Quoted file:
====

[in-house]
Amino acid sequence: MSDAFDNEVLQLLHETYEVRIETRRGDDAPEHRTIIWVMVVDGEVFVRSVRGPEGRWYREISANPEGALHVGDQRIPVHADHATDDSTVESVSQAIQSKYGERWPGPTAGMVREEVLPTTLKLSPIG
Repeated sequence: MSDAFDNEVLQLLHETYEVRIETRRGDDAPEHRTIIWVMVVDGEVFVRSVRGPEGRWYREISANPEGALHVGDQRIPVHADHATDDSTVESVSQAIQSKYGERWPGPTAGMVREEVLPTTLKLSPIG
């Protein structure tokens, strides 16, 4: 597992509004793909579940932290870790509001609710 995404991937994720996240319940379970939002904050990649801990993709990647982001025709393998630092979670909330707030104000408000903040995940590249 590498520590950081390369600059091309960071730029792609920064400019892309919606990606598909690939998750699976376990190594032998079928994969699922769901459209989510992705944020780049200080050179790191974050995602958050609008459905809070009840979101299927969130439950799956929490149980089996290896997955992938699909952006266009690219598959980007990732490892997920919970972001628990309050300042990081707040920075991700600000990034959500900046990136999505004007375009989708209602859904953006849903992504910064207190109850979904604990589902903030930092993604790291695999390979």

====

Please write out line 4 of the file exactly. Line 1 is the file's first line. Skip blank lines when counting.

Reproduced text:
């Protein structure tokens, strides 16, 4: 597992509004793909579940932290870790509001609710 995404991937994720996240319940379970939002904050990649801990993709990647982001025709393998630092979670909330707030104000408000903040995940590249 590498520590950081390369600059091309960071730029792609920064400019892309919606990606598909690939998750699976376990190594032998079928994969699922769901459209989510992705944020780049200080050179790191974050995602958050609008459905809070009840979101299927969130439950799956929490149980089996290896997955992938699909952006266009690219598959980007990732490892997920919970972001628990309050300042990081707040920075991700600000990034959500900046990136999505004007375009989708209602859904953006849903992504910064207190109850979904604990589902903030930092993604790291695999390979």